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Consisting today of just five properties with a total population (in 2007) of 19, it occupies the site of an earlier, larger village which was depopulated in the 15th and 16th centuries as the result of land clearance schemes carried out by the then lords of the manor. A Norman church survives, now standing alone in the middle of fields, and the medieval village's fish ponds are still visible today when the river floods.
Until 1931 the parish of Whitchurch – which includes the larger settlements of Wimpstone and Crimscote – formed (together with the parishes of Ilmington and Stretton-on-Fosse) a detached part of Warwickshire, separated from the rest of the county by an exclave of Worcestershire.
John Marius Wilson's Imperial Gazetteer of England and Wales described the parish in 1870-72 thus:
"WHITCHURCH, a parish in Stratford-on-Avon district, Warwick; 4 miles SE of Milcote r. station, and 5¼ SSE of Stratford. Post town, Stratford-on-Avon. Acres, 1,942. Real property, £3,971. Pop., 234. Houses, 50. The manor belongs to J. R. West, Esq. The living is a rectory in the diocese of Worcester. Value, £287.* Patron, J. R. West, Esq. Charities, £8"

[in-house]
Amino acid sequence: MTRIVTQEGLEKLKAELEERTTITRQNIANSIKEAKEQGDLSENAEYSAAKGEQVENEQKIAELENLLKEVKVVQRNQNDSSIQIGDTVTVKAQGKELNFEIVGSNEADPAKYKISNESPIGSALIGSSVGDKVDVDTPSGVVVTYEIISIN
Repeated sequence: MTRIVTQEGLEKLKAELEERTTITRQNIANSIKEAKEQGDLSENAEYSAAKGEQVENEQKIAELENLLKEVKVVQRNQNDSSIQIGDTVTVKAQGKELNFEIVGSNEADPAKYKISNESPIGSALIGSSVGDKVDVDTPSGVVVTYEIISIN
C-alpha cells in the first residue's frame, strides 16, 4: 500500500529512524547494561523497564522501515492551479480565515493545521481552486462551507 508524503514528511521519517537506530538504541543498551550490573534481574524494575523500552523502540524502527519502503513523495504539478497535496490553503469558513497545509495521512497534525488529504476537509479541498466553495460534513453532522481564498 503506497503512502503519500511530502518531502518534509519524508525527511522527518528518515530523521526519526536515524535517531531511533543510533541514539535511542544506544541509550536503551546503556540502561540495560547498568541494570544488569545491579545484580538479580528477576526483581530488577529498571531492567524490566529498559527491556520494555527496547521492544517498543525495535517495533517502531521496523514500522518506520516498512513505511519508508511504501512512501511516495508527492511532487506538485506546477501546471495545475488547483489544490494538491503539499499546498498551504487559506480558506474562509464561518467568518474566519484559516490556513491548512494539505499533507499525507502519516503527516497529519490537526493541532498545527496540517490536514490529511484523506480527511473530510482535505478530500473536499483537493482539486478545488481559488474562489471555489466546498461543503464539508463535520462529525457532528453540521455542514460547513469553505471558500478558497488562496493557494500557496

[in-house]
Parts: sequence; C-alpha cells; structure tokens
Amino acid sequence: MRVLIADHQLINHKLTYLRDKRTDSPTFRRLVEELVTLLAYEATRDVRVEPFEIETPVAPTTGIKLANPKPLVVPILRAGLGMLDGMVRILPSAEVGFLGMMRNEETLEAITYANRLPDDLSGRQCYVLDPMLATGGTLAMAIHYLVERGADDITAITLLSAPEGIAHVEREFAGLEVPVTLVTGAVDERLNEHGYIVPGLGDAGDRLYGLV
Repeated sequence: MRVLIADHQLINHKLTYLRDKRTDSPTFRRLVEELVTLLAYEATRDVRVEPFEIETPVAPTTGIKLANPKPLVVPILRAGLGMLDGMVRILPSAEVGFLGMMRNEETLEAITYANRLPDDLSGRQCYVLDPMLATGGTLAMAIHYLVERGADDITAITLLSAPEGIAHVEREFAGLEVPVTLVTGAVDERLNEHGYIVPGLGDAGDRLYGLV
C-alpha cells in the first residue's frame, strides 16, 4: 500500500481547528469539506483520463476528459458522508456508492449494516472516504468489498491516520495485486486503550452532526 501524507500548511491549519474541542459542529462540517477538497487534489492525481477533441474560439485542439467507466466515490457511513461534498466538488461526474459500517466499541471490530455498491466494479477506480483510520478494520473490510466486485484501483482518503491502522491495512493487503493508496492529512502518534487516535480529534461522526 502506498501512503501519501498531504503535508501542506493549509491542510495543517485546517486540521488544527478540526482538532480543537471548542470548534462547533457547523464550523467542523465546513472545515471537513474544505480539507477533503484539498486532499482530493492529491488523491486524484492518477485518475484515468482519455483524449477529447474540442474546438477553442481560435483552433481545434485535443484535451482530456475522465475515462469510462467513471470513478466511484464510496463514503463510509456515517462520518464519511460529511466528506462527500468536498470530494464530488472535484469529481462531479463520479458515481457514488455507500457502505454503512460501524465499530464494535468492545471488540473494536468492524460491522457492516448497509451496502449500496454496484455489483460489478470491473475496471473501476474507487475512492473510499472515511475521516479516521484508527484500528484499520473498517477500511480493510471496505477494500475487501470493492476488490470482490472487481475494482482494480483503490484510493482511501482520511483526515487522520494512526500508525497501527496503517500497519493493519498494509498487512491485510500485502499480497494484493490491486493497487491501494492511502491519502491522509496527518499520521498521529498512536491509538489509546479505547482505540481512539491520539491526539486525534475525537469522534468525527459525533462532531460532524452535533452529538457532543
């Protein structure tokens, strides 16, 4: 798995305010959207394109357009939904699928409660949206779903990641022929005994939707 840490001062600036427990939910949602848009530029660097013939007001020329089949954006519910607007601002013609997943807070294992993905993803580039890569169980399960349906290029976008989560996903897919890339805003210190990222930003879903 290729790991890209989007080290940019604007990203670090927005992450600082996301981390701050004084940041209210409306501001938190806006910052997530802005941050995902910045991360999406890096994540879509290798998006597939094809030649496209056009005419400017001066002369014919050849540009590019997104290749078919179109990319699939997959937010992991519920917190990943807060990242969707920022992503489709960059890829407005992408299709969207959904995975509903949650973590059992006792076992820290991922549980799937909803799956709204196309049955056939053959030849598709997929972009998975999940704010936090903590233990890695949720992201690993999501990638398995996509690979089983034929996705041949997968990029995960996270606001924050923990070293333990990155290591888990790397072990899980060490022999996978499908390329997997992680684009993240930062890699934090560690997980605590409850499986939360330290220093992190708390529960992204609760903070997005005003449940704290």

- "Civil Parish population 2011". Retrieved 2 January 2016.
- http://www.british-history.ac.uk/report.aspx?compid=57077 British History Online
- Wilson, Marius (1870).  "In A Vision of Britain"
- "The Geology and Landscape of Teletubbyland".